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The Oxford History of the United States is by far the most respected multi-volume history of our nation. In this Pulitzer prize-winning, critically acclaimed addition to the series, historian Daniel Walker Howe illuminates the period from the battle of New Orleans to the end of the Mexican-American War, an era when the United States expanded to the Pacific and won control over the richest part of the North American continent. A panoramic narrative, What Hath God Wrought portrays revolutionary improvements in transportation and communications that accelerated the extension of the American empire. Railroads, canals, newspapers, and the telegraph dramatically lowered travel times and spurred the spread of information. These innovations prompted the emergence of mass political parties and stimulated America's economic development from an overwhelmingly rural country to a diversified economy in which commerce and industry took their place alongside agriculture.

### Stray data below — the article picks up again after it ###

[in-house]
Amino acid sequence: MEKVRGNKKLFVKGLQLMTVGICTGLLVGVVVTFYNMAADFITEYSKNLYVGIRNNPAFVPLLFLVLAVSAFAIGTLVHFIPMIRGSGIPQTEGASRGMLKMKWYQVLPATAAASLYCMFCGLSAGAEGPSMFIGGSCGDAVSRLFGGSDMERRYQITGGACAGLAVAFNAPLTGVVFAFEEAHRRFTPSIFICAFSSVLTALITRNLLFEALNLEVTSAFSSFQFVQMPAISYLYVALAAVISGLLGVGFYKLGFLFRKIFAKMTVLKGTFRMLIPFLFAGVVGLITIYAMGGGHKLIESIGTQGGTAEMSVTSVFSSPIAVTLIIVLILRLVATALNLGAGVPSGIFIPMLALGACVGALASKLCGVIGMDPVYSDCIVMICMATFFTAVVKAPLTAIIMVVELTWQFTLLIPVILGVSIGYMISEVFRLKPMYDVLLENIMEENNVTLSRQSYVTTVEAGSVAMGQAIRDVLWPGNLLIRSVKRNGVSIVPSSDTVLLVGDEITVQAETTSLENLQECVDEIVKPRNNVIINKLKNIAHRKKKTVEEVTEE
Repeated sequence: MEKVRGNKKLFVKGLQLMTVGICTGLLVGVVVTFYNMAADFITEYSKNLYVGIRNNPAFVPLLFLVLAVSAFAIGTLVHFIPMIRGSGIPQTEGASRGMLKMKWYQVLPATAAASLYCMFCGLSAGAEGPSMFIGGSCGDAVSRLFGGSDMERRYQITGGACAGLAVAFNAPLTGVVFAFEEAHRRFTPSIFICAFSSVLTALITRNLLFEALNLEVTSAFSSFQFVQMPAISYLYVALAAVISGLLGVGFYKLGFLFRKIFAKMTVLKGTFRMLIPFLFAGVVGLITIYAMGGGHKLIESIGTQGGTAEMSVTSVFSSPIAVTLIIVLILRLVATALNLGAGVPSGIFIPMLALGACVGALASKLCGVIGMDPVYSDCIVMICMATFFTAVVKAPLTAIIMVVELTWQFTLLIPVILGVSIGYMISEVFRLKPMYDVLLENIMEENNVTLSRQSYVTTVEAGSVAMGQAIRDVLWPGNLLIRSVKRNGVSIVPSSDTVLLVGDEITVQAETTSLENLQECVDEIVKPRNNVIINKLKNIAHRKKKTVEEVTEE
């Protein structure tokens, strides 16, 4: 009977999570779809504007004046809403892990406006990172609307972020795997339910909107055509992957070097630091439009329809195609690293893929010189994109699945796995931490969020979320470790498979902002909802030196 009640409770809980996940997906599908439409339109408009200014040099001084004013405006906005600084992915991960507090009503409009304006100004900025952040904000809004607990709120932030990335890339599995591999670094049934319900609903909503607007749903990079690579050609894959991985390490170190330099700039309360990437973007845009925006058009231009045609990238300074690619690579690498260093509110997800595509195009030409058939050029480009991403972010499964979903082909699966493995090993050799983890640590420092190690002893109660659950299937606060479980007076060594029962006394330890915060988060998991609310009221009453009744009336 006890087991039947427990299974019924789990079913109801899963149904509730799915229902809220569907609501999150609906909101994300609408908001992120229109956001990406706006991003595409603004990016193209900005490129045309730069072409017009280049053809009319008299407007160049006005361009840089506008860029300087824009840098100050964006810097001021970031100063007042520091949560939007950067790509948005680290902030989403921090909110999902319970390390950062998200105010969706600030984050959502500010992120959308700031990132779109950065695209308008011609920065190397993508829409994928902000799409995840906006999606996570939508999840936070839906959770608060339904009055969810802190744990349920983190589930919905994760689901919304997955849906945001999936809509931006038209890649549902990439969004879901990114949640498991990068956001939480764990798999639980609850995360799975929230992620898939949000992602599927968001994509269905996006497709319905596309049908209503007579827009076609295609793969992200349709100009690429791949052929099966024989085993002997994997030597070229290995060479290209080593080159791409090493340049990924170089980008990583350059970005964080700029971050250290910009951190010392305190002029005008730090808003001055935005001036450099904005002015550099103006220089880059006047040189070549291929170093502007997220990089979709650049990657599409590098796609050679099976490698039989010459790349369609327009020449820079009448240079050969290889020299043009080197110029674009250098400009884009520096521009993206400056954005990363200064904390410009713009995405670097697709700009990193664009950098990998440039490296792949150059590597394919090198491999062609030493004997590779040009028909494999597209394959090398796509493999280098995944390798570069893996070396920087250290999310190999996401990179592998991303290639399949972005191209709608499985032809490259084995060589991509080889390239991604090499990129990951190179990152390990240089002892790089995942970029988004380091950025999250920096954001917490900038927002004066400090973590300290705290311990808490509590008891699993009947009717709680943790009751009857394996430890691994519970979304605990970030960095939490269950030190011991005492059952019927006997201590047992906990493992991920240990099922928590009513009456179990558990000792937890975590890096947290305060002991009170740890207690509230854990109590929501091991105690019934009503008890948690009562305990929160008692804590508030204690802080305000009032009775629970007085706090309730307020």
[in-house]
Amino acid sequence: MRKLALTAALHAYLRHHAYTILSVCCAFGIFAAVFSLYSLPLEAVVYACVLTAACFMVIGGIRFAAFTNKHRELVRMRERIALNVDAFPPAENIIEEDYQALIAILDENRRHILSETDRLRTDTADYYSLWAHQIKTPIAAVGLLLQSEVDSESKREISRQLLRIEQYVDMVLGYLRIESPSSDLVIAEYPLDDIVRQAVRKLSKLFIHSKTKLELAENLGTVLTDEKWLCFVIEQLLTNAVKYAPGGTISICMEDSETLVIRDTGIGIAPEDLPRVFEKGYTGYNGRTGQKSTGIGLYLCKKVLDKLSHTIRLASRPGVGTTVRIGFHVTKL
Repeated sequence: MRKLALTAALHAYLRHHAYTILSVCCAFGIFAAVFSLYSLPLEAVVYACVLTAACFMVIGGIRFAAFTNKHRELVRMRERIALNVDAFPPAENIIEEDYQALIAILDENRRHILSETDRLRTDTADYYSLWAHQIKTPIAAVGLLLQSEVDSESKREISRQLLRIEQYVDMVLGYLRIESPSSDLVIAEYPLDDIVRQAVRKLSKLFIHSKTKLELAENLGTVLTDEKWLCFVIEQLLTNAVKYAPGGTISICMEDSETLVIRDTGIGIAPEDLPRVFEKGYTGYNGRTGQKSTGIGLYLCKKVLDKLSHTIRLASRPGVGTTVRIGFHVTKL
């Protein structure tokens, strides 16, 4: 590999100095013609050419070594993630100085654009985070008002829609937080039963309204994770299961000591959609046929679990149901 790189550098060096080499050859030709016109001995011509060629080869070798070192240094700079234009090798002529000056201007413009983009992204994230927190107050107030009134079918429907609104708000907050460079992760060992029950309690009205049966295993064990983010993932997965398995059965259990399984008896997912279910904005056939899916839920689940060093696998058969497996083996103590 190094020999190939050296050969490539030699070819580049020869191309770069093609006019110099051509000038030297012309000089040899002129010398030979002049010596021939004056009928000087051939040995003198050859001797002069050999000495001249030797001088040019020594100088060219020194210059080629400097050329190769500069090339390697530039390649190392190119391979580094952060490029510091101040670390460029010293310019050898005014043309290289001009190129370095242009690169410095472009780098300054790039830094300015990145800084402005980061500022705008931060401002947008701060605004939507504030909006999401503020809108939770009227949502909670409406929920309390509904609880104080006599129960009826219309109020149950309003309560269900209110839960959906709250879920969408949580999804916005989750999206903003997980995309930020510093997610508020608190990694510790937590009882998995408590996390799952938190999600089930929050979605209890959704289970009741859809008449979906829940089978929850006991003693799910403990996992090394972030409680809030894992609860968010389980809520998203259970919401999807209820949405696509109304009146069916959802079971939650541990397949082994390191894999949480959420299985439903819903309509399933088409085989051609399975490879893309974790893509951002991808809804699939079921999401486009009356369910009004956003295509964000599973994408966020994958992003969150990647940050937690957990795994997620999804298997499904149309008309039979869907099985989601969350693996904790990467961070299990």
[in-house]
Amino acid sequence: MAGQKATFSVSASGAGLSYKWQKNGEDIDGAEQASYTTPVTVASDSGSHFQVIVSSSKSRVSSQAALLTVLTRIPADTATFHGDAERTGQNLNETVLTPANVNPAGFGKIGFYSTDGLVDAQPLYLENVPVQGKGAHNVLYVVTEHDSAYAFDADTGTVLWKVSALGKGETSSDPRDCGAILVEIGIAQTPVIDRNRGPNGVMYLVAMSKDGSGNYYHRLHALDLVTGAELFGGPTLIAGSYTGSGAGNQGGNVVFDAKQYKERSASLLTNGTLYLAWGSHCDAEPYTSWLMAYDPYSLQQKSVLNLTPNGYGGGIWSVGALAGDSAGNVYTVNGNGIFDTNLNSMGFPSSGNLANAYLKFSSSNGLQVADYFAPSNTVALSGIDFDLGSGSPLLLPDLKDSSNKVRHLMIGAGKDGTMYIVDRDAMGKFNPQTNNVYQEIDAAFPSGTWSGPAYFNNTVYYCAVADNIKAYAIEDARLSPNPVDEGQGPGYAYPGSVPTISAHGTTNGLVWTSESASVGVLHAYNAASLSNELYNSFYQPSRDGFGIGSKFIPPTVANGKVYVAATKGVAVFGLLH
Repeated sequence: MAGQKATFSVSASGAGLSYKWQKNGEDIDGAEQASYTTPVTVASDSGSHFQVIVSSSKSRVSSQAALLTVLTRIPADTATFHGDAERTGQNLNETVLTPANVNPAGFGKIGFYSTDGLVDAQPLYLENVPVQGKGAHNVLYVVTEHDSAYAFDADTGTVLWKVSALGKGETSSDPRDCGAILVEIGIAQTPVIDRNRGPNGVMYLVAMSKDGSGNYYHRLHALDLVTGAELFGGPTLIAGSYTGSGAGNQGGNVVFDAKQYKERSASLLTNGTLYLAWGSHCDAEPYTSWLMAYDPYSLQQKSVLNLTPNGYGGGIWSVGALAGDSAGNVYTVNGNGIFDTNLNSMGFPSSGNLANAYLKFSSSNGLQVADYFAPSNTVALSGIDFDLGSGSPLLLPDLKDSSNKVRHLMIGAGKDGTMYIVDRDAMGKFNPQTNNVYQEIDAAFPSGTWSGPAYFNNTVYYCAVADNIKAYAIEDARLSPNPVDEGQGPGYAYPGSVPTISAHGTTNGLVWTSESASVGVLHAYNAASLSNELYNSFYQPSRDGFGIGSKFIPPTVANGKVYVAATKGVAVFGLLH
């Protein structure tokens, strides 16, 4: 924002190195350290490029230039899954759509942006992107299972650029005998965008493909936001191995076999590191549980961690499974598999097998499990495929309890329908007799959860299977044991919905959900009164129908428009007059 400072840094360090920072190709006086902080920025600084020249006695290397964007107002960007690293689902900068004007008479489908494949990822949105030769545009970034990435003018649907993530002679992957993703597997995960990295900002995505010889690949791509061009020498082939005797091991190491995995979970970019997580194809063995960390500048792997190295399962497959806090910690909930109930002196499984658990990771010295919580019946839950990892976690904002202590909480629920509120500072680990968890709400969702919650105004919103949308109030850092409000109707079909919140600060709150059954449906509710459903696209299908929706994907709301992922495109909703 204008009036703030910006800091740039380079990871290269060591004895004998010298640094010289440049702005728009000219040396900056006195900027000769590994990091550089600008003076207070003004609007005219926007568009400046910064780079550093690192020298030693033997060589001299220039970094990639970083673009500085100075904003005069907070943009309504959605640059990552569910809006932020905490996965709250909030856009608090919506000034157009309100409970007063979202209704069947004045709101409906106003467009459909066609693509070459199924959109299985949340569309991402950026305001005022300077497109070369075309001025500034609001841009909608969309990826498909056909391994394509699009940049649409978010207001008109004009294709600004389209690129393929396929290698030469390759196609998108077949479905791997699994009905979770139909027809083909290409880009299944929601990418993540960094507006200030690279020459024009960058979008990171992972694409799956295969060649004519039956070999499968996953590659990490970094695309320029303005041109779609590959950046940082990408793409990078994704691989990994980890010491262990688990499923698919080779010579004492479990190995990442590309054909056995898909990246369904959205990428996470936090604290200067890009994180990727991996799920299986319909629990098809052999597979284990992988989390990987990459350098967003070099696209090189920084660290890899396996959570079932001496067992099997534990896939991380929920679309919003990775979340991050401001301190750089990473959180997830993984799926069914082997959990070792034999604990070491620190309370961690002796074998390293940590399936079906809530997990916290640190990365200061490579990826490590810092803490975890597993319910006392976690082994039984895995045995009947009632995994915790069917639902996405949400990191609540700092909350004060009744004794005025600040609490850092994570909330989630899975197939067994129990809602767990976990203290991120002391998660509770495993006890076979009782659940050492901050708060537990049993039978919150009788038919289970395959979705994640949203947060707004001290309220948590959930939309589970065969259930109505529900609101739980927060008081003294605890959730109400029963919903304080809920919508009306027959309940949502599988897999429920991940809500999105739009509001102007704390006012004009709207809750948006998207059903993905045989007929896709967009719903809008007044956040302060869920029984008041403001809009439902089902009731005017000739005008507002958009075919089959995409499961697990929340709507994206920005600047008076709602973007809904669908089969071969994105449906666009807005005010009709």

About the Author

Daniel Walker Howe

Daniel Walker Howe is Rhodes Professor of American History Emeritus, Oxford University and Professor of History Emeritus, University of California, Los Angeles. What Hath God Wrought: The Transformation of America, 1815-1848 won the Pulitzer Prize for History, the New-York Historical Society American History Book Prize, the Society for Historians of the Early American Republic Book Prize, and the Silver Medal of the California Book Awards, and was a finalist for the National Book Critics Circle Award. He is also the author of The Political Culture of the American Whigs and Making the American Self: Jonathan Edwards to Abraham Lincoln. He lives in Los Angeles.



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